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25-07-2015 | Original Article | Uitgave 5/2016

Psychological Research 5/2016

Differences in cognitive ability and apparent sex differences in corpus callosum size

Psychological Research > Uitgave 5/2016
Sharlene D. Newman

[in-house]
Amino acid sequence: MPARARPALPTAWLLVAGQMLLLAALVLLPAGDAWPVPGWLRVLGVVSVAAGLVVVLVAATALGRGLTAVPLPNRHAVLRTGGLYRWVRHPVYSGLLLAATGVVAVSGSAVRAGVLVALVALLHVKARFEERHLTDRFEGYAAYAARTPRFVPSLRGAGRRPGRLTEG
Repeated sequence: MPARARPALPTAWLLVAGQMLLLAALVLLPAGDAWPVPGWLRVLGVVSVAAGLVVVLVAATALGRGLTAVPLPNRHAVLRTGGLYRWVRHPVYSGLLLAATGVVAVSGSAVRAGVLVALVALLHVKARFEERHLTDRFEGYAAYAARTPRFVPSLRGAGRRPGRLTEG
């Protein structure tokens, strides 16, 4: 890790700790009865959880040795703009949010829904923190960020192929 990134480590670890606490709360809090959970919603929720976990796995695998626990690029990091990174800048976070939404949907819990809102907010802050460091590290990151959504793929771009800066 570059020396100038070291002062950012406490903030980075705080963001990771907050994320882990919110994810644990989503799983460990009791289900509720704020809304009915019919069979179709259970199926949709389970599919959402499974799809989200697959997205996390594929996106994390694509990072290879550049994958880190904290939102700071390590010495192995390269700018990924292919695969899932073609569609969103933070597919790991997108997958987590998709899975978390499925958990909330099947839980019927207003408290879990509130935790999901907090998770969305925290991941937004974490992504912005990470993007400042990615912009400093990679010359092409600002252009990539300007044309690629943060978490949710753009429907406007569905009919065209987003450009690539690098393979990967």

Gender differences in brain structure and function have long been an interest to neuroscientists. One region where these differences have been reported is in the band of white matter that connects the two cerebral hemisphere, the corpus callosum. The current study explores the possibility that differences in cognitive ability contribute to the observed gender effects. The focus here is on visuo-spatial processing as measured by mental rotation which has also been found to have significant gender differences. The results reported show that two segments of the corpus callosum revealed gender differences, the rostrum and the anterior midbody. Both segments connect cortical regions that have been implicated in mental rotation. Additionally, the gender effect found in the rostrum appears to be due to visuo-spatial processing while the anterior midbody appears to be affected by both visuo-spatial processing and gender. These results suggest that because neural structure and cognition are intimately intertwined, cognition should be accounted for when making group comparisons of neural structure.

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